Proportional Solenoid Valves
Solenoid valves are defined as electromechanically operated valves, or as valves that are controlled by the electric pulses emitted by a solenoid, also known as an electromagnetic coil. Most often, these valves regulate air and gas flow. Proportional solenoid valves are defined in some ways by their levels of linearity, frequency response and hysteresis.
Quick Links to Proportional Solenoid Valves Information
Advantages of Solenoid Valves
The first way in which proportional valves differ from the standard model is the fact that they do not use a plunger. Another thing that sets proportional solenoid valves apart from other types of solenoid valves, like direct-acting solenoid valves and servo valves, is their ability to accommodate multiple output lines and, using the laws of fluid pressure, increase or decrease output pressure via changes in input force distribution. In contrast, most solenoid valves only have one inlet and one outlet port. Also unique to proportional solenoid valves is the fact that, in some cases, their numerous output lines can be manipulated to open, close and flow at different pressures.
Proportional solenoid valves, the operations of which are often monitored by computers, are always powered by a direct current (DC) power source, such as the very popular 12 volt battery. Generally, proportional valves are constructed from a strong metal like stainless steel, aluminum, brass or a durable plastic. When purchasing a proportional solenoid valve, customers must make sure that the valve materials are compatible with the fluid that will be moving through it.
Proportional Solenoid Valve Design
Proportional solenoid valves are a type of solenoid valve that encourage balance. They act in response to the indication of the electric control signals that they convert into proportional mechanical force. This converted mechanical force triggers flow and moves the magnetized coil (solenoid) at moments chosen by engineers and operators. This design means that proportional solenoid valves can be operated remotely. This fact contrasts with direct-acting solenoid valves, which stop and start flow using a plunger placed in direct contact with the valve’s in-flow opening. The plunger blocks or permits flow per the indication given it by the movement of the solenoid.
Most solenoid valves consist of a few basic parts: the valve body, an inlet port, an outlet port, a coil/solenoid, coil windings, lead wires, a spring, a plunger and an orifice. They may also have additional components such as shading coils, plugnuts or fixed cores, bonnets or covers, backup washers, hanger springs and/or bleed holes.
Types of Proportional Solenoid Valve
Subtypes of the proportional solenoid valve include proportional pressure reducing relief valves, canister proportional purge solenoid valves, three-way proportional pressure reducing-relieving valves, proportional pneumatic control valves and proportional pressure relief valves. In fact, proportional solenoid valves may generally be divided into the following groups, based on their function: directional control valves, pressure reducing/relieving valves, pressure relief valves and flow control valves.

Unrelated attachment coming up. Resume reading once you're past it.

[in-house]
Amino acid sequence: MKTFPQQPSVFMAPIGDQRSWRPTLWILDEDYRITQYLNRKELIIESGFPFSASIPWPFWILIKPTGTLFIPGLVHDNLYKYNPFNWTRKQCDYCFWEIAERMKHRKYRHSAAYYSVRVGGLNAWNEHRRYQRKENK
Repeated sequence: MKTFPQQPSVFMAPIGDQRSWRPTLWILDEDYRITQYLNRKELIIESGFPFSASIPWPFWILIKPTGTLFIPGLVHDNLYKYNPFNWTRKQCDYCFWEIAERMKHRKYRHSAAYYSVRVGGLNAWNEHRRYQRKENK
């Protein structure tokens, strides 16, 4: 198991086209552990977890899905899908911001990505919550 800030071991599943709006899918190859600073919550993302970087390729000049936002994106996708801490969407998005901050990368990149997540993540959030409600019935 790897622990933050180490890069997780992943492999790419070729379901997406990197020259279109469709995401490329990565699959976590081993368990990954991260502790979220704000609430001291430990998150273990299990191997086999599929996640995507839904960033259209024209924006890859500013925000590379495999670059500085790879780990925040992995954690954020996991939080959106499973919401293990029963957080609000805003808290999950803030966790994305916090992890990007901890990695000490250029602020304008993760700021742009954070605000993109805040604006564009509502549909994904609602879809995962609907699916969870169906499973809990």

No matter their exact configuration or primary function, proportional solenoid valves provide users with a higher level of control over flow operations, heightened precision and accuracy, a variety of machine cycles, variable speeds and greater overall safety.
Applications of Solenoid Valves
Proportional solenoid valves are highly valued for their ability to accurately regulate the flow of air, gas and fluid within a wide range of system components. They are widely used to control fluid flow in the engines and hydraulically-powered equipment that power the worlds of aerospace, automation and automotive manufacturing. Furthermore, they are also used to regulate water flow, power and compressed air used in the marine, construction, food processing, woodworking, material handling and metalworking industries. Common systems and/or endeavors in which they are found/participate include: tire making, vacuum generation, leak testing, gas adjustment, laser cutting, and application of filling pressure.
Things to Consider When Purchasing Solenoid Valves
Linearity, in this context, is defined as a valve’s ability to actuate, or switch on and off, while creating a smooth line of input and output. Frequency refers to a valve’s ability to respond to extraneous frequencies meant to regulate flow. Hysteresis refers to the phenomenon of path-dependent memory. The level of each of these variables in or exhibited by a proportional solenoid valve determines how accurately and with what tolerances it will control flow.
Those considering the purchase of proportional solenoid valves must also consider the following parameters, which are essential to valve function: minimum pressure, maximum pressure, back-pressure range, fluid type, fluid temperature range, maximum flow and ambient temperature range. To find out if a proportional valve is right for your application, contact one or more of the experienced valve manufacturers listed in our directory.